How are you feeling about it all now?
After more than two months of lockdown, has your outlook changed?
For me, I started off hand sanitising, washing and worrying like a basket case.
In the first few weeks, I bought ice lollies as a treat for the boys as they waited in the car and I got messages at the garage, returning to disinfect their hands, my hands, the steering wheel, my water bottle which then tasted of said sanitiser, their ice lolly sticks and then – when home – every surface that came into contact with the outside world.
The terror was exhausting.
This week, I noticed a shift.
I didn’t care that a man squeezed past me apologetically in an aisle, almost touching me, let alone adhering to the 2m distancing rule.
I’ll still use hand sanitiser back in the car and do follow government guidelines – which, thankfully, are relaxing to allow us some company in the garden – but I am not living in fear 24/7.
Read more from Martel Maxwell here
Never should we forget this virus has claimed lives but neither should we succumb to fear when there is no need. Negative stories are everywhere, with media outlets searching for the one-off cases of healthy victims, scaring us half to death.
It sits at odds with the bigger, factual picture.
In Tayside, with a population of nearly 400,000 and with Dundee at its heart, no patients were reported as being in intensive care last week. That’s right, none.
Tayside was where the first case of Covid-19 in Scotland was detected, at the beginning of March. Within two weeks, as the rest of the country was abandoning its testing programme, we embraced it.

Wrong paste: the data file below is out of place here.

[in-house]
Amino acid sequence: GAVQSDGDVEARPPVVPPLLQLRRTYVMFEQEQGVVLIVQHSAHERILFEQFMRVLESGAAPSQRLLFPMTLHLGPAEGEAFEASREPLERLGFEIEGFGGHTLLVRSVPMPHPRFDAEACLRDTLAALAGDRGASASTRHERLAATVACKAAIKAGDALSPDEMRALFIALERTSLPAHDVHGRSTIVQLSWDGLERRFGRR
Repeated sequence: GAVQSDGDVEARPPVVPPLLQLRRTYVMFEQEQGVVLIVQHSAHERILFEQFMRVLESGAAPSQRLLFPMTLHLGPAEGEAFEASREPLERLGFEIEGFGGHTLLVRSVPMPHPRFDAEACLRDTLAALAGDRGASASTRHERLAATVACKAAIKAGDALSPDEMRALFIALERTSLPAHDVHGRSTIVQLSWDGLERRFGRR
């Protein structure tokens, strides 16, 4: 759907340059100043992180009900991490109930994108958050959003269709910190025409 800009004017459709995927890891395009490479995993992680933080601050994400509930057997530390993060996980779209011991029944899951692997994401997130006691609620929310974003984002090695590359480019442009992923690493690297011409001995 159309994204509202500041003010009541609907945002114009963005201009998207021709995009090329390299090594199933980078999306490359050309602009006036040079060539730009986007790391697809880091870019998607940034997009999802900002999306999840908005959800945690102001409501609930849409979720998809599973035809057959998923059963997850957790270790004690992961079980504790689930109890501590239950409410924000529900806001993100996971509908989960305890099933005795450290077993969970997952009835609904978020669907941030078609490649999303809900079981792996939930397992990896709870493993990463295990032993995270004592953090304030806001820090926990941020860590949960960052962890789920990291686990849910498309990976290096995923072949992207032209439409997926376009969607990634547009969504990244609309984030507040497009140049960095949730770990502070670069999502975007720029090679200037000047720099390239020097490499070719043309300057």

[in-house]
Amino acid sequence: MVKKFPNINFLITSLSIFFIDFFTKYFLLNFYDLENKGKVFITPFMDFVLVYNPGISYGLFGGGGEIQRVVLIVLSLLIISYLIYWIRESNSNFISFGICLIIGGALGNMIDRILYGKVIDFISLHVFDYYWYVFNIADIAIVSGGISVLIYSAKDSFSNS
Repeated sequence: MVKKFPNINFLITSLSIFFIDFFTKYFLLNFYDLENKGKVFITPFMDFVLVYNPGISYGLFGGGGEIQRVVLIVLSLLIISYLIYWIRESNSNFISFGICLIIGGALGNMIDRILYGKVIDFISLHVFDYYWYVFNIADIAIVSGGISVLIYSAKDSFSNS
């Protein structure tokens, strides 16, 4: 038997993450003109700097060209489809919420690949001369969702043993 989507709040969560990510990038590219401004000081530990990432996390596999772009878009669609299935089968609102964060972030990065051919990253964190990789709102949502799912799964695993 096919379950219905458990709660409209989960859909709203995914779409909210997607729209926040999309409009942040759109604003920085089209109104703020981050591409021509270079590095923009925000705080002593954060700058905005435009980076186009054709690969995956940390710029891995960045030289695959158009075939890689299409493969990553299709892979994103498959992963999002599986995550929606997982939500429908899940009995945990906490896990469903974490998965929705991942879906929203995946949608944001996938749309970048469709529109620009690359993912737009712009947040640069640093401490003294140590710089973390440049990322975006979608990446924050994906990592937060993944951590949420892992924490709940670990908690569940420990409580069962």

This decision has proven to be a massive success.
The programme has also been explained brilliantly here with Tom Fardon, a respiratory consultant at Ninewells Hospital in Dundee, finding himself a Facebook hero for his descriptions of the lessons learnt.
This virus still exists but it’s time we heard more of the good news and common sense than scare-mongering.
If anyone is terrified to leave their home, the political message has worked – and perhaps too well, for there has to be a point where we get back to living.
We can’t choose many things but when lockdown relaxes, ends or limps on, we can choose how we choose to feel about it.
Like most people, I’ll have blind moments of panic but I am making the conscious decision to relax, to seek the positive factual stats rather than the end-of-the-world ones.
For life is only worth living if you can live it.